WFED: What’s the best advice you received about being federal CIO from others in or out of government?
Mark Forman, former administrator for e-government and currently global head, vice president and general manager, Public Sector, Unisys:
“You’re not doing your job until a secretary calls the OMB Director to get you fired for driving the agency too hard to change.”
Karen Evans, former administrator for e-government and currently head of the U.S. Cyber challenge:
“To reach out to both and industry/departments and agencies but especially oversight with Congress and listen.”
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“Focus on ‘getting it right’ vs. ‘being right.’ Some of your management reform initiatives will fall short of their objectives. Even the best-planned ideas can fail to achieve their envisioned outcomes. Acknowledge this along the journey, move on, and pay-it-forward instead of trying to salvage a futile political victory.
Implement reforms ‘with’ the agencies, not ‘to’ them. Some mandates will be required in the form of Executive Orders, budget guidance and policy memoranda, but first utilize the power of collaboration and transparency to build the trust and buy-in needed for enduring enterprise change.”
“Make time to consult, strategize, think and plan – don’t let the multitude of urgent, daily crises consume all of your capacity.”
“The best advice I received was really about building great relationships from the start. If you fight or belittle the career staff or bring political views into your meetings with Congress, you will get very little done. Having empathy for the amazing women and men in the Federal service, inspiring them to bring their best to their work in service of the American people and going along on the journey with them is always a winning strategy.”
WFED: What was your biggest frustration about being federal CIO? What’s the biggest challenge you saw to being federal CIO?
Lisa Schlosser, former OMB deputy CIO and now an instructor at Georgetown University:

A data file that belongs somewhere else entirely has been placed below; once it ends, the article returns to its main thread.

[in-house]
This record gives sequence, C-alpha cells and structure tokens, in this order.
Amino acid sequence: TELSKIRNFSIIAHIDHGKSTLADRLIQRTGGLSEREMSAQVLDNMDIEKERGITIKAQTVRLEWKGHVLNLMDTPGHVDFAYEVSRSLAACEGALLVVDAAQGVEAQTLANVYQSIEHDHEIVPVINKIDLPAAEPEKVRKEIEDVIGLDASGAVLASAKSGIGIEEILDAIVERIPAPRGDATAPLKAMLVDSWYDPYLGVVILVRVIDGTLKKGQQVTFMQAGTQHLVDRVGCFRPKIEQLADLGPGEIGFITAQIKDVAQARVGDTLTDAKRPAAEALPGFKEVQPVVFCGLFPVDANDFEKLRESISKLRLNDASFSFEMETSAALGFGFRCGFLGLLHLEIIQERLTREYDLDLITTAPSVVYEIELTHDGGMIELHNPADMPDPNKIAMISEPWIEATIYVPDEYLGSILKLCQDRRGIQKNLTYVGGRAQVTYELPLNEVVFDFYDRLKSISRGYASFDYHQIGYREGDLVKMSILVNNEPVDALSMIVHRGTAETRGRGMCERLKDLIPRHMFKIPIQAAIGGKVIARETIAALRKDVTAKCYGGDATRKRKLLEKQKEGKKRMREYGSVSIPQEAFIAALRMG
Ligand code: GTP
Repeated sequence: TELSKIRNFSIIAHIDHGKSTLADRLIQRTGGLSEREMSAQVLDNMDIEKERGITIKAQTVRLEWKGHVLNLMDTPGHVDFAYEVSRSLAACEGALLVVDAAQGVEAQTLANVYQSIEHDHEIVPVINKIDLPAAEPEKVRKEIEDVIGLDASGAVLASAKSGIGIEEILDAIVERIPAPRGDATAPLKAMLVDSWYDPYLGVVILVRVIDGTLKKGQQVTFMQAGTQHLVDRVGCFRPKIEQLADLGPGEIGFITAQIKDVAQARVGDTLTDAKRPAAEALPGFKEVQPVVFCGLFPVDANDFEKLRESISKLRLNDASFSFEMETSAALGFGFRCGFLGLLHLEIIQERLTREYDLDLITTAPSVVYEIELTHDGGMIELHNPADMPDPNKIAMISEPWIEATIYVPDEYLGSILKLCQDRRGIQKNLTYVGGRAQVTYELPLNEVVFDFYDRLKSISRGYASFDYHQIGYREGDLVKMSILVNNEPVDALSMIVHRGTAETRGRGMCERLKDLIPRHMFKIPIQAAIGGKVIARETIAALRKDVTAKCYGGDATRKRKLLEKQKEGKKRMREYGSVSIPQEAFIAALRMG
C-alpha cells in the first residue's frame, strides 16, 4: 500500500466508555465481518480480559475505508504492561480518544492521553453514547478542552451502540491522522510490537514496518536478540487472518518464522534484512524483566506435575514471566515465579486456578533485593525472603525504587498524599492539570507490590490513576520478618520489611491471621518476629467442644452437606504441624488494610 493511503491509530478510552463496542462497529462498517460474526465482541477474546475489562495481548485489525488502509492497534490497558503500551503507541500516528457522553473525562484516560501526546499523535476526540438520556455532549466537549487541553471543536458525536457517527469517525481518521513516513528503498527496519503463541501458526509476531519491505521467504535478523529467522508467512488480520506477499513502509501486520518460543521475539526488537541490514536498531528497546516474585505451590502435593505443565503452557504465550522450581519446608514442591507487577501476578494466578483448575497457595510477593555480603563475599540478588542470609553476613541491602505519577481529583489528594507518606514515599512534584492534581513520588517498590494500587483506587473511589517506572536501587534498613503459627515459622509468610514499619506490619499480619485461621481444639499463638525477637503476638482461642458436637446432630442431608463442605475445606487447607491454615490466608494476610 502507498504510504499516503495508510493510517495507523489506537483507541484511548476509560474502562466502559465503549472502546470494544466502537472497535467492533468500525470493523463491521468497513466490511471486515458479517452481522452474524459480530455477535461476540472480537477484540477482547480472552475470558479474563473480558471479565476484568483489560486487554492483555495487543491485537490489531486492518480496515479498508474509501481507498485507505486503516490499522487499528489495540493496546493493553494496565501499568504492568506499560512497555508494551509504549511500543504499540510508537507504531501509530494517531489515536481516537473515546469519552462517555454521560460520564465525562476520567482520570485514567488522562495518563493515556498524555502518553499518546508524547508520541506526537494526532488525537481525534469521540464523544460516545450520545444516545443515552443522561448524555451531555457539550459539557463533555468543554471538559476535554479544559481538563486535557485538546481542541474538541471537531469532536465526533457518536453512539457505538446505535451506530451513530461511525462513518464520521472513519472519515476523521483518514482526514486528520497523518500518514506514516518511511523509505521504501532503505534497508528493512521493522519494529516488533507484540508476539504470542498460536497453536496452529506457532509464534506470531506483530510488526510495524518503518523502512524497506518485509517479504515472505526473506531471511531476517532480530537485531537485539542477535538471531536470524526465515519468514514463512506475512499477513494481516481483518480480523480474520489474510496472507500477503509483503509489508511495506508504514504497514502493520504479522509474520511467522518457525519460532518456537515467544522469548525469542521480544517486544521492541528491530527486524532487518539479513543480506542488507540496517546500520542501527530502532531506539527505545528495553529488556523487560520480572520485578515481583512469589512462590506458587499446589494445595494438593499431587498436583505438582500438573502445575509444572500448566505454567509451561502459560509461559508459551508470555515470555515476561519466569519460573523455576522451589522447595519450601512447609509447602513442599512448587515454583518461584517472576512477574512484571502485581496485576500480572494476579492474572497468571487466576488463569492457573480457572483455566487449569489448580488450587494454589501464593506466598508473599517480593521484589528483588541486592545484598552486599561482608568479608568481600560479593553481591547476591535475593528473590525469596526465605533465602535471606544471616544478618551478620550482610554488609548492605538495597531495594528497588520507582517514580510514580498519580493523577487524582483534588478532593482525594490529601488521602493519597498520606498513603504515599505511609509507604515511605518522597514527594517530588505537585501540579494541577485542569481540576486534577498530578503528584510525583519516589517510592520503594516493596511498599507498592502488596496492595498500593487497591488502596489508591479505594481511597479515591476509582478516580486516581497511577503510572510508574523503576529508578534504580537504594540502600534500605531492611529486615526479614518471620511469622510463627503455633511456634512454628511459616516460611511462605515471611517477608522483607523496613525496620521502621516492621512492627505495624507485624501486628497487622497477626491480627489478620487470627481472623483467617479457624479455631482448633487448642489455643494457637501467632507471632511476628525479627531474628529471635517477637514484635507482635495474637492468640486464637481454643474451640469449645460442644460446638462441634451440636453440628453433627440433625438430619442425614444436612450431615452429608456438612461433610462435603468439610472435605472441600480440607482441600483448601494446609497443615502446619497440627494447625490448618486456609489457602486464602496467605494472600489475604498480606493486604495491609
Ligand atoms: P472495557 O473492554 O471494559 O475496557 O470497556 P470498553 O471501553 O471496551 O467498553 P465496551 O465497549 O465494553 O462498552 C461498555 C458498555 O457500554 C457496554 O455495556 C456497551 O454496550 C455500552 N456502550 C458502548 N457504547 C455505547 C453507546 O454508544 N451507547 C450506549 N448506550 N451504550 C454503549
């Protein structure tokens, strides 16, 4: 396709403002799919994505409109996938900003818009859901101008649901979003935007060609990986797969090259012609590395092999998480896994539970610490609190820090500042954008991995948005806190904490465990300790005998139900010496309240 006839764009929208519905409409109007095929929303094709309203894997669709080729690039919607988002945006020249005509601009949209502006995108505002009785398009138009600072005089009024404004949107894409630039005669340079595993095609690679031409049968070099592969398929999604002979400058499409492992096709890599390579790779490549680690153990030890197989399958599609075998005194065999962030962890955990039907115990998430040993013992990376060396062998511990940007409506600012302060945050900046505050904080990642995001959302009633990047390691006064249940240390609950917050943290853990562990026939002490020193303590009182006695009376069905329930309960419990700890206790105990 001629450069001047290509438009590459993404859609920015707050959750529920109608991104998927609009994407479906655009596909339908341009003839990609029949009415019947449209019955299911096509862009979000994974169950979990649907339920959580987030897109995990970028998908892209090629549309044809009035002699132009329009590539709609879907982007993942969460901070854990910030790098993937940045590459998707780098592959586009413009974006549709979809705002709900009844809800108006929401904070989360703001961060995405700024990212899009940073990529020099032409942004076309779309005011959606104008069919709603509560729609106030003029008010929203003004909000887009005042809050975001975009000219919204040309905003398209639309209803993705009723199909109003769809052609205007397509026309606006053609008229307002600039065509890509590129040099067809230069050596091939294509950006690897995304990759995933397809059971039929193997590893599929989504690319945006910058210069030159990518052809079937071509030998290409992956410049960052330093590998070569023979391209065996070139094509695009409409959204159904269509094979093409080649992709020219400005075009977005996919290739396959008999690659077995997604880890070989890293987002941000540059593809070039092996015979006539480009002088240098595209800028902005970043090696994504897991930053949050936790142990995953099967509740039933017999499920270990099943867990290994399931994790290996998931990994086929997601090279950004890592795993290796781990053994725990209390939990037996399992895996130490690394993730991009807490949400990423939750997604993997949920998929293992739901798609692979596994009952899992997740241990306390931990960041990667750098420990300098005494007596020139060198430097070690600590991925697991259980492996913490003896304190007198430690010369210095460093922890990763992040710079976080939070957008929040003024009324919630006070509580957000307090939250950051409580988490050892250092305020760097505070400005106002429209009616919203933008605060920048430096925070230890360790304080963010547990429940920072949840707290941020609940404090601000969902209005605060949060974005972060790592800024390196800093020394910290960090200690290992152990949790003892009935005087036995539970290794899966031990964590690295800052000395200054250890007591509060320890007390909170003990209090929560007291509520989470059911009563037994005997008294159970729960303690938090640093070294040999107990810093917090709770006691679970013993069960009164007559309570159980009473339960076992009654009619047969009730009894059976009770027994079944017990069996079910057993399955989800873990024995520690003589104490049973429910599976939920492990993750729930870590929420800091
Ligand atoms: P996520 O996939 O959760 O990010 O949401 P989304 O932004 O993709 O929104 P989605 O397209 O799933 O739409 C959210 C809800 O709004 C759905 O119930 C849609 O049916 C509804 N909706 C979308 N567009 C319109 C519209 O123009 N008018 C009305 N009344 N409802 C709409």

“The lack of real understanding of the business value of technology, and the difficulty in getting support for the modernization of systems and acquisition processes.”
“It was very frustrating when agency CFOs went around OMB to Congress to undercut administration strategy and shared services initiatives. Biggest challenge is too many players have legal authority putting them ‘in charge.’”
“My biggest frustration was the arcane set of rules that sometimes you feel imposed on you. Two specific ones were the inability to easily get unsolicited proposals and the Paperwork Reduction Act. In the private sector, you live and breathe every day on the supply community that you are involved with coming up with unsolicited ideas and you encourage them to get to know organization and put on their creative thinking caps. In the federal government because of the procurement process, it’s just not a vibrant process. In fact it’s hardly exercised at all, and when it is, it’s not a very well done process. Because of that we are missing out on tons of innovations. If we could figure out a way to reform that area, I think it would be hugely valuable, and it would turn on the creativity of those who serve the federal government.”
“Trying to move fast!! Ensuring the budget resources aligned with the implementation plans and measuring and demonstrating success.”
“Deviating from status quo takes time and will always be met by some resistance. Recognize that someone (or a group of people) established status quo and getting them to adopt a new initiative or program takes time and substantial energy. Effectively navigating the federal bureaucracy requires focus, resilience, and purpose.”